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I am a novice and have very little experience with additive/reductive modeling so please correct anything that is stated herein... which is in error.

3D printing is an *Additive* process whereby you are adding materiel  in order to build an object.  The two most common types of 3D printers that you will read about and see on OGR are:

1) Filament printers, which are spools of material that are automatically fed (think, wire feed) into the printer.  The printer melts the material (there are many types of material) and injects it on to the plane of the printer where the object is being formed.  The filament is added in very thin multiple layers until the object is completely formed.

Filament printing;

2) Resin printers, is a process where a liquid polymer (resin) is poured into the holding dish/vat on the plane of the printer. The resin is UV sensitive. When struck by a computer-controlled UV laser, the resin will change from a liquid to solid state. Basically, the laser “draws” the outlines of the print onto the resin layer and hardens the parts that it touches. The parts that are not touched by the laser will remain liquid.  The resin is added in very thin multiple layers until the object is completely formed.

Resin printing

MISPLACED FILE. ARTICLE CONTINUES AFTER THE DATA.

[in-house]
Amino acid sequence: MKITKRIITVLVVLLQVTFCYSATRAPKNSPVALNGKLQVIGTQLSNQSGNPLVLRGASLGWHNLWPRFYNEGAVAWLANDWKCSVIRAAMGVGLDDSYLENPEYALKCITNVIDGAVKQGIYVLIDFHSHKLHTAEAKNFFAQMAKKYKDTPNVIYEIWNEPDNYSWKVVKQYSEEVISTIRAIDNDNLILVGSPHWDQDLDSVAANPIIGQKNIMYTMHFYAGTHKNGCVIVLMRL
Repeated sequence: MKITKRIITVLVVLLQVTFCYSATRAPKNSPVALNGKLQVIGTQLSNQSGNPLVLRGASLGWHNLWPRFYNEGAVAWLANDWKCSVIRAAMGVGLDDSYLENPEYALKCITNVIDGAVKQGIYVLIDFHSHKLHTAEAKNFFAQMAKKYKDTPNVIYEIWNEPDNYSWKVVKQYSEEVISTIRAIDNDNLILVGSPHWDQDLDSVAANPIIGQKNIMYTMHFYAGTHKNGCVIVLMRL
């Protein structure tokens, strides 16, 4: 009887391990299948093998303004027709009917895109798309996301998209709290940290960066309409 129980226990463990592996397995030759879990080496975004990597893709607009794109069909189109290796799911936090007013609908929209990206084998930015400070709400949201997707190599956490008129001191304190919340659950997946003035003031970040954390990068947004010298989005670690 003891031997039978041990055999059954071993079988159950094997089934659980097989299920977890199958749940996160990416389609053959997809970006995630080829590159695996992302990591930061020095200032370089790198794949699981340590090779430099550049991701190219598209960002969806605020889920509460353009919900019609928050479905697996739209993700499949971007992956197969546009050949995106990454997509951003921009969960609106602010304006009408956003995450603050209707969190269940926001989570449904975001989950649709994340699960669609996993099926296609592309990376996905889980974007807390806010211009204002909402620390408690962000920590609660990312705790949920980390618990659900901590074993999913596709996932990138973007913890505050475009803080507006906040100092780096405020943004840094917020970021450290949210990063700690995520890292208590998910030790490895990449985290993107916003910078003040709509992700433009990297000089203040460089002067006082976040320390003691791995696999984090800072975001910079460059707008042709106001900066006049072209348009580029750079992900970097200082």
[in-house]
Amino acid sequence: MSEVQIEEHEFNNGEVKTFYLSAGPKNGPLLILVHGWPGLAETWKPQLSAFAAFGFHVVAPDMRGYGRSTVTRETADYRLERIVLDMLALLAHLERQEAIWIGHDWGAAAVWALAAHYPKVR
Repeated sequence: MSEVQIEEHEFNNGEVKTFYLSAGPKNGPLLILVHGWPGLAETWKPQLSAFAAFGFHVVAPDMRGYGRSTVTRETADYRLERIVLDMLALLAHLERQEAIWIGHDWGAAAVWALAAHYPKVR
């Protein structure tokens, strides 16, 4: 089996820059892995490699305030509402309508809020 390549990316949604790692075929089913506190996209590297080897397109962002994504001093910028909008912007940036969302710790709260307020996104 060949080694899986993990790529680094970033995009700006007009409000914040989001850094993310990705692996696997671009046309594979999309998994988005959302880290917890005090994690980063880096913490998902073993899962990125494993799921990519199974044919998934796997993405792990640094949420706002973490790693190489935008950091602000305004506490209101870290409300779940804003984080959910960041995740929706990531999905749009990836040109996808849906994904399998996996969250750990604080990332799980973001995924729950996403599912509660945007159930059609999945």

Each process has advantages in terms of costs, ease of use and degree of detail.  A very general and simplified comparison would be that Filament printers would be somewhat more affordable and easier to use... and that, Resin printers will provide a higher degree of detail.  

Conversely, *Reductive* modeling is a process whereby you remove material  to form an object.  This would include Laser Cutting, Engraving and CNC milling.  Each has it's advantages and appropriate application to the hobby.  These processes will be presented in another amateur explanation... hopefully soon

Types of 3D Printing Technologies and Processes

The American Society for Testing and Materials (ASTM), developed a set of standards that classify additive manufacturing processes into 7 categories. These are:

  1. Vat Photopolymerisation
    1. Stereolithography (SLA)
    2. Digital Light Processing (DLP)
    3. Continuous Liquid Interface Production (CLIP)
  2. Material Jetting
  3. Binder Jetting
  4. Material Extrusion
    1. Fused Deposition Modeling (FDM)
    2. Fused Filament Fabrication (FFF)
  5. Powder Bed Fusion
    1. Multi Jet Fusion (MJF)
    2. Selective Laser Sintering (SLS)
    3. Direct Metal Laser Sintering (DMLS)
  6. Sheet Lamination
  7. Directed Energy Deposition

Which 3D printer should I Buy?

That depends... before buying a 3D printer sign up with TinkerCad… it is a free, browser-based CAD program with interactive tutorials.  Take your time and go through all the tutorials… then, take the simplest design that you want to create and create it in TinkerCad.  At this point you have spent $0.00.

Once completed, you will be in a much better position to decide which 3D printer to purchase... and, you will have a much easier learning curve to the software that comes with your printer and other available CAD offerings.

Scaling... quick reference

When scaling an object you have to make sure that it will fit on the plane (platform base) of your printer.  If the object is a little to big for your printer... Semi-Scale ... approximately, (1:56) 87%-88% of O-Scale works very nicely with Post War Lionel layouts.



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Last edited by Dennis-LaRock
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